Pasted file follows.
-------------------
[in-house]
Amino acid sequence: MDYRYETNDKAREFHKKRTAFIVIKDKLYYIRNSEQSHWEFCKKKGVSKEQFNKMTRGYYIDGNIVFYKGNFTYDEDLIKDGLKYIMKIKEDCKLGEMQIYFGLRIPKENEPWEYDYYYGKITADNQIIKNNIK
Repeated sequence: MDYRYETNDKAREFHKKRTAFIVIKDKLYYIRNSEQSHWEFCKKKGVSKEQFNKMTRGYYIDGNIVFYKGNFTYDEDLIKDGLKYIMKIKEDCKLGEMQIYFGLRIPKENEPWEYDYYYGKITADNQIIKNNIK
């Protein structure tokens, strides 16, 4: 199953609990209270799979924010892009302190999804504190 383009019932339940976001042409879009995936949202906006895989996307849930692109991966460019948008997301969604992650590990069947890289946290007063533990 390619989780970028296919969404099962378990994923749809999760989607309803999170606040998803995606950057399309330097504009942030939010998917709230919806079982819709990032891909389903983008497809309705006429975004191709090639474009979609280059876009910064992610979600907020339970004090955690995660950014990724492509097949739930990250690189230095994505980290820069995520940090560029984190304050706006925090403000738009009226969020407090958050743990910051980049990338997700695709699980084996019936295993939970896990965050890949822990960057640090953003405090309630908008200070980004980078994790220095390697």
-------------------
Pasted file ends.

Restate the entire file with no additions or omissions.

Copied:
[in-house]
Amino acid sequence: MDYRYETNDKAREFHKKRTAFIVIKDKLYYIRNSEQSHWEFCKKKGVSKEQFNKMTRGYYIDGNIVFYKGNFTYDEDLIKDGLKYIMKIKEDCKLGEMQIYFGLRIPKENEPWEYDYYYGKITADNQIIKNNIK
Repeated sequence: MDYRYETNDKAREFHKKRTAFIVIKDKLYYIRNSEQSHWEFCKKKGVSKEQFNKMTRGYYIDGNIVFYKGNFTYDEDLIKDGLKYIMKIKEDCKLGEMQIYFGLRIPKENEPWEYDYYYGKITADNQIIKNNIK
């Protein structure tokens, strides 16, 4: 199953609990209270799979924010892009302190999804504190 383009019932339940976001042409879009995936949202906006895989996307849930692109991966460019948008997301969604992650590990069947890289946290007063533990 390619989780970028296919969404099962378990994923749809999760989607309803999170606040998803995606950057399309330097504009942030939010998917709230919806079982819709990032891909389903983008497809309705006429975004191709090639474009979609280059876009910064992610979600907020339970004090955690995660950014990724492509097949739930990250690189230095994505980290820069995520940090560029984190304050706006925090403000738009009226969020407090958050743990910051980049990338997700695709699980084996019936295993939970896990965050890949822990960057640090953003405090309630908008200070980004980078994790220095390697």